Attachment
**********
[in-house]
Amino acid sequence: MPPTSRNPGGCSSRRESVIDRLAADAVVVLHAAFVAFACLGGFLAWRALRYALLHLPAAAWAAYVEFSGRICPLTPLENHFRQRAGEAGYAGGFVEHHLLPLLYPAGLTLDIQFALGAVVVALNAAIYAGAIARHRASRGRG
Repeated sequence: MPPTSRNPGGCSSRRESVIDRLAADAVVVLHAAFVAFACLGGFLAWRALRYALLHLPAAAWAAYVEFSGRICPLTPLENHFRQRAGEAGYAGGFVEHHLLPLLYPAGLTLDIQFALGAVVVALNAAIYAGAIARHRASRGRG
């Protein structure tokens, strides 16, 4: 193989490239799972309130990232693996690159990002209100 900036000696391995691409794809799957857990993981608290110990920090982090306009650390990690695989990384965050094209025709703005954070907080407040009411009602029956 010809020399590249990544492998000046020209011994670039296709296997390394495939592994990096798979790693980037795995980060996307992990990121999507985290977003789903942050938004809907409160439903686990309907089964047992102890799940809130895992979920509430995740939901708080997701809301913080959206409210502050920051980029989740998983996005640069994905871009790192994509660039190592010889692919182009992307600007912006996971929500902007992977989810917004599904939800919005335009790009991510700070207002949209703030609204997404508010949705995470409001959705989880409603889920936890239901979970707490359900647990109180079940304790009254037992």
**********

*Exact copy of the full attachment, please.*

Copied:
[in-house]
Amino acid sequence: MPPTSRNPGGCSSRRESVIDRLAADAVVVLHAAFVAFACLGGFLAWRALRYALLHLPAAAWAAYVEFSGRICPLTPLENHFRQRAGEAGYAGGFVEHHLLPLLYPAGLTLDIQFALGAVVVALNAAIYAGAIARHRASRGRG
Repeated sequence: MPPTSRNPGGCSSRRESVIDRLAADAVVVLHAAFVAFACLGGFLAWRALRYALLHLPAAAWAAYVEFSGRICPLTPLENHFRQRAGEAGYAGGFVEHHLLPLLYPAGLTLDIQFALGAVVVALNAAIYAGAIARHRASRGRG
């Protein structure tokens, strides 16, 4: 193989490239799972309130990232693996690159990002209100 900036000696391995691409794809799957857990993981608290110990920090982090306009650390990690695989990384965050094209025709703005954070907080407040009411009602029956 010809020399590249990544492998000046020209011994670039296709296997390394495939592994990096798979790693980037795995980060996307992990990121999507985290977003789903942050938004809907409160439903686990309907089964047992102890799940809130895992979920509430995740939901708080997701809301913080959206409210502050920051980029989740998983996005640069994905871009790192994509660039190592010889692919182009992307600007912006996971929500902007992977989810917004599904939800919005335009790009991510700070207002949209703030609204997404508010949705995470409001959705989880409603889920936890239901979970707490359900647990109180079940304790009254037992």